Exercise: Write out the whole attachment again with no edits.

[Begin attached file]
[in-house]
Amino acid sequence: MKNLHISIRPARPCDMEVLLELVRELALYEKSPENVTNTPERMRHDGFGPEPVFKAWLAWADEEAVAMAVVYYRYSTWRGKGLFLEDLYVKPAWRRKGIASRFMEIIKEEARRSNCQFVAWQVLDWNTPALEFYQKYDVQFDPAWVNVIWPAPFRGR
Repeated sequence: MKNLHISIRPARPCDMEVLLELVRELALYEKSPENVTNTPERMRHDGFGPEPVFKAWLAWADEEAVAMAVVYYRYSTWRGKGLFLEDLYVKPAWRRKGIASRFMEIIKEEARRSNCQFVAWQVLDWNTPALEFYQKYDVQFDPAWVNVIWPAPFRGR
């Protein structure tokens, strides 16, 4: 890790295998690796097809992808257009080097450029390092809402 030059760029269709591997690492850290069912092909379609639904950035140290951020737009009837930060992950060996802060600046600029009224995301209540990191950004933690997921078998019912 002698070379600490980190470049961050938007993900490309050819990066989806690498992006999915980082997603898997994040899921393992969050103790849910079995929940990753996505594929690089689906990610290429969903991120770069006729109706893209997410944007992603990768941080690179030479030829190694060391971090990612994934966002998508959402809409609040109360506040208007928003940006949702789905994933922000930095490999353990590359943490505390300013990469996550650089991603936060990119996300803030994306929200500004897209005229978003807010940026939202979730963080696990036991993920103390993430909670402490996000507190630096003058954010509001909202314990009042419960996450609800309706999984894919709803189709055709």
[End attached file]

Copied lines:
[in-house]
Amino acid sequence: MKNLHISIRPARPCDMEVLLELVRELALYEKSPENVTNTPERMRHDGFGPEPVFKAWLAWADEEAVAMAVVYYRYSTWRGKGLFLEDLYVKPAWRRKGIASRFMEIIKEEARRSNCQFVAWQVLDWNTPALEFYQKYDVQFDPAWVNVIWPAPFRGR
Repeated sequence: MKNLHISIRPARPCDMEVLLELVRELALYEKSPENVTNTPERMRHDGFGPEPVFKAWLAWADEEAVAMAVVYYRYSTWRGKGLFLEDLYVKPAWRRKGIASRFMEIIKEEARRSNCQFVAWQVLDWNTPALEFYQKYDVQFDPAWVNVIWPAPFRGR
């Protein structure tokens, strides 16, 4: 890790295998690796097809992808257009080097450029390092809402 030059760029269709591997690492850290069912092909379609639904950035140290951020737009009837930060992950060996802060600046600029009224995301209540990191950004933690997921078998019912 002698070379600490980190470049961050938007993900490309050819990066989806690498992006999915980082997603898997994040899921393992969050103790849910079995929940990753996505594929690089689906990610290429969903991120770069006729109706893209997410944007992603990768941080690179030479030829190694060391971090990612994934966002998508959402809409609040109360506040208007928003940006949702789905994933922000930095490999353990590359943490505390300013990469996550650089991603936060990119996300803030994306929200500004897209005229978003807010940026939202979730963080696990036991993920103390993430909670402490996000507190630096003058954010509001909202314990009042419960996450609800309706999984894919709803189709055709």